Friends, family and colleagues paid tribute to Massachusetts Sen. Edward Kennedy on Friday evening with a three-hour wake capped by a chorus of “When Irish Eyes Are Smiling.” An estimated 45,000 people filed past the Democratic legend’s flag-draped casket at the John F. Kennedy Presidential Library before the event. Connecticut Sen. Christopher Dodd, who has tried to shepherd Kennedy’s signature cause of universal health care through the Senate this year, summed up his appeal in three words: “People liked him.””Some people born with a famous name live off of it. Others enrich theirs,” Dodd said. “Teddy enriched his.”Kennedy died Tuesday night at age 77 after being ill with brain cancer for 15 months. He had represented Massachusetts in the Senate since 1962, leaving his stamp on “nearly every important law passed in the last half-century,” Dodd said.
He became the patriarch of the first family of Democratic politics after the assassinations of his brothers, President John F. Kennedy and Sen. Robert F. Kennedy, during the 1960s. One of Robert Kennedy’s sons, former Rep. Joseph P. Kennedy II, fondly recounted how “Uncle Teddy” looked after the children of his slain siblings. “The truth of the matter is that for so many of us, we just needed someone to hang on to, and Teddy was always there to hang on to,” he said. “He had such a big heart, and he shared that heart with all of us.”The wake was held at the John F. Kennedy Presidential Library in suburban Boston, a building “that Teddy built and brought to life with his dedication to public service,” said the slain president’s daughter, Caroline. Kennedy’s own presidential aspirations were hobbled by the controversy around a 1969 auto accident that left a young woman dead and a 1980 primary challenge to then-President Jimmy Carter that ended in defeat. But while the White House eluded his grasp, he played major roles in passage of the Civil Rights Act of 1964, the Voting Rights Act of 1965, the 1990 Americans with Disabilities Act and the 1993 Family and Medical Leave Act.
“He constantly renewed my faith and optimism in the possible,” Vice President Joe Biden said at the memorial. “I never once saw your father with a defeatist attitude, I never saw him petty. I never saw him act in a small way, and as a consequence he made us all bigger — both his friends, his allies and his foes.”Kennedy was an outspoken liberal standard-bearer during a conservative-dominated era from the 1980s to the early 2000s. He died as President Obama, whom Kennedy boosted in the 2008 presidential campaign, is pushing for a wide-ranging overhaul of the U.S. health insurance system, a fight the dying senator called “the cause of my life” in a July issue of Newsweek.Kennedy was famous for his close friendships with colleagues across the Senate aisle even as his name was an anathema in Republican campaign materials. Utah Republican Sen. Orrin Hatch said the Kennedy name was “my very best fundraiser,” but that he developed “a strong working relationship with and love for the man I came to fight.”If you would have told me that he would become one of my closest friends in the world I probably would have suggested that you need professional help,” Hatch said.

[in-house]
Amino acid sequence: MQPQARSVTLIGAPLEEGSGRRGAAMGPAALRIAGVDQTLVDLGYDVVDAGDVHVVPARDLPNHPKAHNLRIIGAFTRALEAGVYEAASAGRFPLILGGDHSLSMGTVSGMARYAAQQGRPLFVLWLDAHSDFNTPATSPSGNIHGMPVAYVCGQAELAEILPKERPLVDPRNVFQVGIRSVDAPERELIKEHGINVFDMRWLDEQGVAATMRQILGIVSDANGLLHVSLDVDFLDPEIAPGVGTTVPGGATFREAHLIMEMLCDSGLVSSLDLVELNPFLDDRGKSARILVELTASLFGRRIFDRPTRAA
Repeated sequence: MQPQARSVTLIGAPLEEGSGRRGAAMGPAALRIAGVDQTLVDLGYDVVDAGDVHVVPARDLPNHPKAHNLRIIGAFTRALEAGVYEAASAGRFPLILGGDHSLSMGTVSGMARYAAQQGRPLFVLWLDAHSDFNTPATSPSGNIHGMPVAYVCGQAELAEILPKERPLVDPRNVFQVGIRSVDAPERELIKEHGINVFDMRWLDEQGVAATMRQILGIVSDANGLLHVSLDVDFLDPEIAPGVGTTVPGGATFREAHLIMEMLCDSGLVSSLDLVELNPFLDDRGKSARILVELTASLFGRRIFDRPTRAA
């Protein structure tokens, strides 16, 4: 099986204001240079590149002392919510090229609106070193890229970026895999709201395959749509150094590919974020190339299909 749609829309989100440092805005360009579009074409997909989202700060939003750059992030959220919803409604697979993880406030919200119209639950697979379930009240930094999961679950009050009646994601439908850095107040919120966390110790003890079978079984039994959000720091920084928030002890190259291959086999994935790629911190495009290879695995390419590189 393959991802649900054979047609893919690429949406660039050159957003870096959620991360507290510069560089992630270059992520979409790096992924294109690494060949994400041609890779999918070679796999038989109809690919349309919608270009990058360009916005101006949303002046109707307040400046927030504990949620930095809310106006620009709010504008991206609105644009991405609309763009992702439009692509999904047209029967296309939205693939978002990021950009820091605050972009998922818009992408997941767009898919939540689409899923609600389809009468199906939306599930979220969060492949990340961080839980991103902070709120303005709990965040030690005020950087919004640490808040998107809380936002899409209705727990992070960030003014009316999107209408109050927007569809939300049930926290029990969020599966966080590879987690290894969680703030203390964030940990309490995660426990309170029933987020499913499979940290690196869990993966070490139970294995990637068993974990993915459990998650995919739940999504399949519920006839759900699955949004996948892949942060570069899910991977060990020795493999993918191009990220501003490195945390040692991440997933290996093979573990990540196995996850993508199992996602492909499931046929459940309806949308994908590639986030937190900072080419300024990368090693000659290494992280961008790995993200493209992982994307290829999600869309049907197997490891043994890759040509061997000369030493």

A visibly emotional Hatch said he last saw Kennedy “a couple of months ago,” and the two had their picture taken together.”That means so much to me,” Hatch said. “I had to say it was a wonderful occasion, and I miss fighting in public and joking with him in the background. I miss all the things we knew we could do together.”Arizona Sen. John McCain, the GOP’s 2008 presidential candidate, said Kennedy “taught me to be a better senator.””He was the most reliable, the most prepared and the most persistent member of the Senate,” McCain said. “He took the long view, and he never gave up.”McCain added, “I think most of my colleagues would agree the place won’t be the same without him.”The senator’s funeral is scheduled for Saturday at Boston’s Our Lady of Perpetual Help Basilica in Boston’s Mission Hill section, with at least 40 of Kennedy’s fellow senators and former presidents Jimmy Carter, Bill Clinton and George W. Bush slated to attend. Obama, who called Kennedy an “extraordinary leader” on Wednesday, will deliver a eulogy at the funeral, according to several sources. Prime Minister Brian Cowen of Ireland, the famous clan’s ancestral homeland, and British Prime Minister Gordon Brown are also expected to attend, a family spokesman said.Kennedy will be buried Saturday evening at Arlington National Cemetery, outside Washington, 95 feet south of the grave of Sen. Robert Kennedy, which is in turn just steps away from John Kennedy’s burial site.